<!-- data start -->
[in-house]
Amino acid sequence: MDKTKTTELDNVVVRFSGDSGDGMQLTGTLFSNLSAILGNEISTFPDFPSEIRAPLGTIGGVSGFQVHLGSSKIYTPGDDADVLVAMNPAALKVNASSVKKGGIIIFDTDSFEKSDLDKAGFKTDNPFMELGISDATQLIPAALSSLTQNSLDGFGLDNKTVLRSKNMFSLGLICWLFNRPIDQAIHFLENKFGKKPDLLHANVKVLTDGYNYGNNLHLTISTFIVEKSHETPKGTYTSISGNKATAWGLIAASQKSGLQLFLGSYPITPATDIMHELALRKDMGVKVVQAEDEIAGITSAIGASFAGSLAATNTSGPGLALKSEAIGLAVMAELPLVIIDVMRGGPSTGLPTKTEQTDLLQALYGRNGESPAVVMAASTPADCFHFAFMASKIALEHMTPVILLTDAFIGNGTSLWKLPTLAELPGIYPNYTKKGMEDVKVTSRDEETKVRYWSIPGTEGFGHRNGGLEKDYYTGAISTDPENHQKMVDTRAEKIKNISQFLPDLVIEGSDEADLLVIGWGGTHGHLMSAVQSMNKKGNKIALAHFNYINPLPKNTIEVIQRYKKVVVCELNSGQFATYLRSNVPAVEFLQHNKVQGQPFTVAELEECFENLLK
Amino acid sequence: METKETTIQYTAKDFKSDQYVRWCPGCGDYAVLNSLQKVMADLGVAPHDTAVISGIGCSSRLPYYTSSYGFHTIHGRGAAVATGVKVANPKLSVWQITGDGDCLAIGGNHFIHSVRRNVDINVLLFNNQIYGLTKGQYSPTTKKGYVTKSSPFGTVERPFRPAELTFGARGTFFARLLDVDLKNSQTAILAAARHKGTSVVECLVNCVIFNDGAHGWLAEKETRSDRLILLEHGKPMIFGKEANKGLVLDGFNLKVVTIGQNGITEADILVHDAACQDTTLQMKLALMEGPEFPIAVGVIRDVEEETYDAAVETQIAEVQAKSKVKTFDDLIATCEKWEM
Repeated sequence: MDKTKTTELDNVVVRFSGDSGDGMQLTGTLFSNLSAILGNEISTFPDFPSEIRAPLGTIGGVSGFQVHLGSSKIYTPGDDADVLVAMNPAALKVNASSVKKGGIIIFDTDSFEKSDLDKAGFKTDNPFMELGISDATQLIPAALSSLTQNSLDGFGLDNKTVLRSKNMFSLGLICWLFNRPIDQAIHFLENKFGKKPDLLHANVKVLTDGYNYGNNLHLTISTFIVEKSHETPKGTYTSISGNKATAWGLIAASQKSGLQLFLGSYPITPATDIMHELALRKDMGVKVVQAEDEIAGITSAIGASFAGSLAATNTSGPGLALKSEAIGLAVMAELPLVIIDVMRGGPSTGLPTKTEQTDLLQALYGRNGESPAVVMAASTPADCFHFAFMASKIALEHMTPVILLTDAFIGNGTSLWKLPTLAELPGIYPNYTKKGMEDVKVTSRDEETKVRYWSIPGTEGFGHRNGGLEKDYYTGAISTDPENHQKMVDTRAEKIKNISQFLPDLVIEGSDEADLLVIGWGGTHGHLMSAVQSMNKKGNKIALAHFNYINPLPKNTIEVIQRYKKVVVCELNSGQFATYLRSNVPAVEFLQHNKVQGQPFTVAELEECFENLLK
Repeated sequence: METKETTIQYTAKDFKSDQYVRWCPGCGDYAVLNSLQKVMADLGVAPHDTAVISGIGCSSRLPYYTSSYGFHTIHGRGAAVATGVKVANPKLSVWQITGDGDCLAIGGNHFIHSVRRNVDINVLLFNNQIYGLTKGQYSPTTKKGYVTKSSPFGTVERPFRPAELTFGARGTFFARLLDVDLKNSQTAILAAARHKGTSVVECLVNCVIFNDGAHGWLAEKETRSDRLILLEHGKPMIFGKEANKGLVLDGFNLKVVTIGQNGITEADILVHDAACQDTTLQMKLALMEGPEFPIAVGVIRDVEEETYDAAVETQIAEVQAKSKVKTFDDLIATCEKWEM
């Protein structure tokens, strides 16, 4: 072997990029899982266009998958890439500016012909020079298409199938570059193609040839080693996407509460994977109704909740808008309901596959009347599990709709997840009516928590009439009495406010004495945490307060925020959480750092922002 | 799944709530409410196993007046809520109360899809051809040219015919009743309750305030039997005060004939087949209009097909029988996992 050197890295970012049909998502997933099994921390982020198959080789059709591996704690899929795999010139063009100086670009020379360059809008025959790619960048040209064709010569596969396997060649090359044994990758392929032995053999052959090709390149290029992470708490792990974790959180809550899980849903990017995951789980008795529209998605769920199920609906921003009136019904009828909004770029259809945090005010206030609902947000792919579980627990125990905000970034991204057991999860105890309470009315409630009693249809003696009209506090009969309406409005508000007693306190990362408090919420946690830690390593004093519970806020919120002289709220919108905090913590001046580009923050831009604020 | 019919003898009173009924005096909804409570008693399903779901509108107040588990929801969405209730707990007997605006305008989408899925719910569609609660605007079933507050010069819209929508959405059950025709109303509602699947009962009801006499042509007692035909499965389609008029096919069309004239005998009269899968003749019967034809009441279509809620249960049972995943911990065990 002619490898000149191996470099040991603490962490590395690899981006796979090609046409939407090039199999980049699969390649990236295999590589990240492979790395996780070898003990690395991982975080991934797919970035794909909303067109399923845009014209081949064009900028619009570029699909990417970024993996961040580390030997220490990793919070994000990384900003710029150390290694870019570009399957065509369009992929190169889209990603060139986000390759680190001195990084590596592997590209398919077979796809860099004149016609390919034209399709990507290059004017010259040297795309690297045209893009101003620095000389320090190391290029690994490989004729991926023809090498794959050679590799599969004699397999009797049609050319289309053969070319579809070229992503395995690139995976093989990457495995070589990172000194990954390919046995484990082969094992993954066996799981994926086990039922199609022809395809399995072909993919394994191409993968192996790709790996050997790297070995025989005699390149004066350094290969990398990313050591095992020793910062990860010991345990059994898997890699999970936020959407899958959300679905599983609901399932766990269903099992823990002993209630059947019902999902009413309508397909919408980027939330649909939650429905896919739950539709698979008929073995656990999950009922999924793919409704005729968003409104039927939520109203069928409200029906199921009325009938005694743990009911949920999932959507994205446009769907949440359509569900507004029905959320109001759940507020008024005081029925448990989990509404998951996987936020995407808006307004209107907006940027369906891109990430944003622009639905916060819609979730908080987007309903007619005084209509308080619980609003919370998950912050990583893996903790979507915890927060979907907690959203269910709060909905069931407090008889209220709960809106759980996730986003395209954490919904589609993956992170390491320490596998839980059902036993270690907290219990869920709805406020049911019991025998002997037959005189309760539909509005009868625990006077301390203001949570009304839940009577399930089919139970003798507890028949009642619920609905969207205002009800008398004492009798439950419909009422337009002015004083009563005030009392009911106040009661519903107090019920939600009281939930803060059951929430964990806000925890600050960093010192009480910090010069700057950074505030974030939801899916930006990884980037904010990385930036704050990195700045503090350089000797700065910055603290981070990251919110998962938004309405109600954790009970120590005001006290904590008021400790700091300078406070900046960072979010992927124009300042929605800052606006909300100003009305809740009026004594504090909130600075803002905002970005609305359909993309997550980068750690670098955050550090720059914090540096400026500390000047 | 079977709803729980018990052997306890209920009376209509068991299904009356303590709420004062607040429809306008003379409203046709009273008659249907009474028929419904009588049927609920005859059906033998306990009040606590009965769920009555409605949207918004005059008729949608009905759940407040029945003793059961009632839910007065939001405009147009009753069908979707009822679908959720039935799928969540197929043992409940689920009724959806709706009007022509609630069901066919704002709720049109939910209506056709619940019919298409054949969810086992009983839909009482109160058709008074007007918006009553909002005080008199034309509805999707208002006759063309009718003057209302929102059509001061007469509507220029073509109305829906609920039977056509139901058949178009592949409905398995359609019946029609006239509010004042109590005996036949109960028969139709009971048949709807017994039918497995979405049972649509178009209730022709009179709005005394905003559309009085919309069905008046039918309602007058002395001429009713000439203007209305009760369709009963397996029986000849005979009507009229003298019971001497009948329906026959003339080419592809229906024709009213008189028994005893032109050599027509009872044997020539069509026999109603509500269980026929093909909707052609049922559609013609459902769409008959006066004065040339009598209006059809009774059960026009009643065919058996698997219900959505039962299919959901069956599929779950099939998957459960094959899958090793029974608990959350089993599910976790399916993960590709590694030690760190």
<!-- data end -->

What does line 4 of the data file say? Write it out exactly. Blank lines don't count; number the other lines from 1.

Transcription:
Repeated sequence: MDKTKTTELDNVVVRFSGDSGDGMQLTGTLFSNLSAILGNEISTFPDFPSEIRAPLGTIGGVSGFQVHLGSSKIYTPGDDADVLVAMNPAALKVNASSVKKGGIIIFDTDSFEKSDLDKAGFKTDNPFMELGISDATQLIPAALSSLTQNSLDGFGLDNKTVLRSKNMFSLGLICWLFNRPIDQAIHFLENKFGKKPDLLHANVKVLTDGYNYGNNLHLTISTFIVEKSHETPKGTYTSISGNKATAWGLIAASQKSGLQLFLGSYPITPATDIMHELALRKDMGVKVVQAEDEIAGITSAIGASFAGSLAATNTSGPGLALKSEAIGLAVMAELPLVIIDVMRGGPSTGLPTKTEQTDLLQALYGRNGESPAVVMAASTPADCFHFAFMASKIALEHMTPVILLTDAFIGNGTSLWKLPTLAELPGIYPNYTKKGMEDVKVTSRDEETKVRYWSIPGTEGFGHRNGGLEKDYYTGAISTDPENHQKMVDTRAEKIKNISQFLPDLVIEGSDEADLLVIGWGGTHGHLMSAVQSMNKKGNKIALAHFNYINPLPKNTIEVIQRYKKVVVCELNSGQFATYLRSNVPAVEFLQHNKVQGQPFTVAELEECFENLLK